Garie Waltzer is dedicating her time at Light Work to finetune her Fugitive Landscape series, featuring exquisitely detailed black-and-white, large-scale images of civic spaces from sites around the world. While these images from public thoroughfares and places are technically microcosmic representations of large scenes—their size, details, and timing allows the viewer a unique window onto the cultural pulse of each site. As each image unfolds a unique place with its own rhythms, people and precedent, they also serve as complex chronologies that point to one another as parts of a single universe. Waltzer is making great use of our Syracuse winter weather to scan high-resolution files of her work in the series, as well as using our large-format Epson printers and staff expertise to test the transition from printing with carbon pigmented inks to Epson inks.
A New York City native, Waltzer holds a BA in Painting and an MFA in Photography from SUNY Buffalo. Her work is exhibited nationally and included in many private, corporate and museum collections. She is now based in Cleveland, OH, where she has developed, chaired and taught in the photography program at Cuyahoga Community College for many years. Waltzer travels often to make her work, as she puts it, “compelled by the sweet chaos of unknown places… recording to remember and understand.”
Garie Waltzer’s photographs record the fabric of civic landscapes, spaces made and inhabited over time, the stage sets of the quiet drama of human activity. The photographer (and the viewer) share the experience of the wanderer, those vivid first impressions of a “foreign” place, and the effort to make sense of the complexities of history and culture embedded within them. Shooting deep and broad, Waltzer is in pursuit of what the poet Alexander Pope referred to as the genius loci—the spirit of the place, its ineffable essence, the gestalt of the landscape.
In that exhilarating but confused first encounter, that moment of cultural disorientation and dislocation in a new place, the lens absorbs far more than the eye can digest. It captures in two dimensions the simultaneity of history, the elaborate patterns of human traffic, and the artifacts of habitation that comprise the meaning and culture of landscape.
That photographed moment exists in what V. S. Naipaul describes in The Enigma of Arrival as the tension between the seeing and the knowing, the anxiety of the stranger, and the wonder at the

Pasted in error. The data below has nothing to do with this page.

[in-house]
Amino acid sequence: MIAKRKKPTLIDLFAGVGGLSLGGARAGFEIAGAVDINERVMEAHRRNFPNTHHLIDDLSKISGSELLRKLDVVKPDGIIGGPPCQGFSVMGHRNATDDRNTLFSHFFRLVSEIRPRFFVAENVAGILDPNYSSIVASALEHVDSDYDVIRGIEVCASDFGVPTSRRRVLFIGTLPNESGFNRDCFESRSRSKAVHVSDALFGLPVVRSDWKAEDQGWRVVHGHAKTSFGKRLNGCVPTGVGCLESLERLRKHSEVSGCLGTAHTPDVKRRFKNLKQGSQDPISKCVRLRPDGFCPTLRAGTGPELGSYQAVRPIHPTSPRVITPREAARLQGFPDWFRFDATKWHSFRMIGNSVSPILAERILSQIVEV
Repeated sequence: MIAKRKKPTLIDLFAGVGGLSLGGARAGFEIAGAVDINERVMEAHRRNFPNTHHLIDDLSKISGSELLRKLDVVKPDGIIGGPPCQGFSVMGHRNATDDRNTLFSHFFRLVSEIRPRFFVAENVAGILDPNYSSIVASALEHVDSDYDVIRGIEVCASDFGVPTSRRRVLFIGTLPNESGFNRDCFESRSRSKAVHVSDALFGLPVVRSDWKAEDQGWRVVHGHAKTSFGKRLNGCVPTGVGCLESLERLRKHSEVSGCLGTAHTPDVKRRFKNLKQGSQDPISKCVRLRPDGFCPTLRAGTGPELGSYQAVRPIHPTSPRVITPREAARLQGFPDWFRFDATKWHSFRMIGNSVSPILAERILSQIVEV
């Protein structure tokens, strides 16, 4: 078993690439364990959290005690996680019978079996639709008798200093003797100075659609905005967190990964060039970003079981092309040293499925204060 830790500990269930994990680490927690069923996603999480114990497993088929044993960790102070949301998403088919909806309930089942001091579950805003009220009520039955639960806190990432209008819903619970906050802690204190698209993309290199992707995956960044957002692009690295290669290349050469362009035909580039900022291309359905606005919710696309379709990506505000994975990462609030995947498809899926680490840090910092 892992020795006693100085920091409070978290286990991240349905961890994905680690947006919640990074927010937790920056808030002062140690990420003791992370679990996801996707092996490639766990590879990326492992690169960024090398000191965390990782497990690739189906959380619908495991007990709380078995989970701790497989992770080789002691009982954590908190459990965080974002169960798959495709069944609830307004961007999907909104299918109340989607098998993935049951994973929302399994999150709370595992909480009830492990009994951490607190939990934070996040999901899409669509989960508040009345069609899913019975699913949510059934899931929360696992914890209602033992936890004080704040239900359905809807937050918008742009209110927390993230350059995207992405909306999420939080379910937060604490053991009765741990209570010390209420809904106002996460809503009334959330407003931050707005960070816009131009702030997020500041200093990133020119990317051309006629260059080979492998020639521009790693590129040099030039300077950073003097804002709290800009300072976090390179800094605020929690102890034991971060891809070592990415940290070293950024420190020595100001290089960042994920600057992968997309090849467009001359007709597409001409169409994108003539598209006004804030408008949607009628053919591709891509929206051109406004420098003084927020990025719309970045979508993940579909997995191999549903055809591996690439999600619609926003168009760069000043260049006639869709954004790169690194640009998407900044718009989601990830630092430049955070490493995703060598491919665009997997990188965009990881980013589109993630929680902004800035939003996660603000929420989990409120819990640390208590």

particulars of the life of a place. Waltzer’s subjects are neither her home landscape, nor are they iconic, heroic, familiar, or banal sites. They are places of newness and discovery. To that moment, she brings all that we know of the vocabulary of made landscapes including architecture, movement, culture, occupation, and memory.
Waltzer has an uncanny skill in perceiving and then revealing those qualities of design, history, and usage that define the cultural landscape. It is revealed in the assertive formal symmetry of the Parisian boulevard, the scattershot crowds along the playground beach at Coney Island, and the confluence of the modernity and timelessness in a Shanghai intersection. She finds it as well in the alienating grandiosity of the spiderweb interior of a contemporary Tokyo office building, its scale clarified by the small army of generic businessmen in suits, traversing the lobby.
Embracing the whole of the action within the frame, the formal structure of both the landscape and the photograph is revealed, but the viewer is neither lost nor overwhelmed, as the totality invariably assumes a human scale. The elegant choreography of human activity is implicit in these sites, whether in the crowds of beach-goers at Coney Island, or the seeming synchronicity of the procession of bicyclists in a Shanghai intersection. These are the characters for whom the landscape exists, and their presence is a seamless organic reality, not an arbitrary or inconsequential embellishment.
The artful balance of scale of the figures to the landscape gives the images their most lyrical notes. Waltzer also formally reiterates human scale in the size she chooses to print her images. Her 22-inch-by-22-inch printing format approximates the width of her shoulders, and the visual field of the image feels appropriately intimate. The engaging, rich tonality of the carbon pigmented piezography inks on the warm white of the matte paper enhances the intimate quality of the photographs. We are drawn closer to investigate the seductive surface of the photograph, its elegant graphic quality more like an engraving than a photograph, perhaps an admiring and respectful homage to the beauty of the landscape.
The signature prospect of her photographs locates Waltzer, and the viewer, on a virtual piano nobile, the “noble plane” identified in Renaissance architecture as the optimal spot from which to view the landscape architecture. Like a Piranesi, this low-flying bird’s-eye-view, so particular to Waltzer’s approach, provides a vantage point neither remote as that of an aerial photographer nor as embedded as the pedestrian. She is outside the picture, but the human-scale particulars of the site are evident and accessible within the gestalt of the landscape. The privileged position from which we view these operatic sets, these complex landscapes—the pulse of energy, architecture, and occupation—are from neither center stage nor at the remove of the high balcony, but rather just above the fray, from the comfort of the loge.
Leslie Rose Close
Garie Waltzer lives in Cleveland, OH, and photographs in locations all over the world. She participated in Light Work’s Artist-in-Residence Program in February 2008. Her work can be viewed at www.gariewaltzer.com.
Leslie Rose Close is a landscape historian. She was a founder of The Catalog of Landscape Records in the United States, now housed at the New York Botanical Garden. She is on the board of The Cultural Landscape Foundation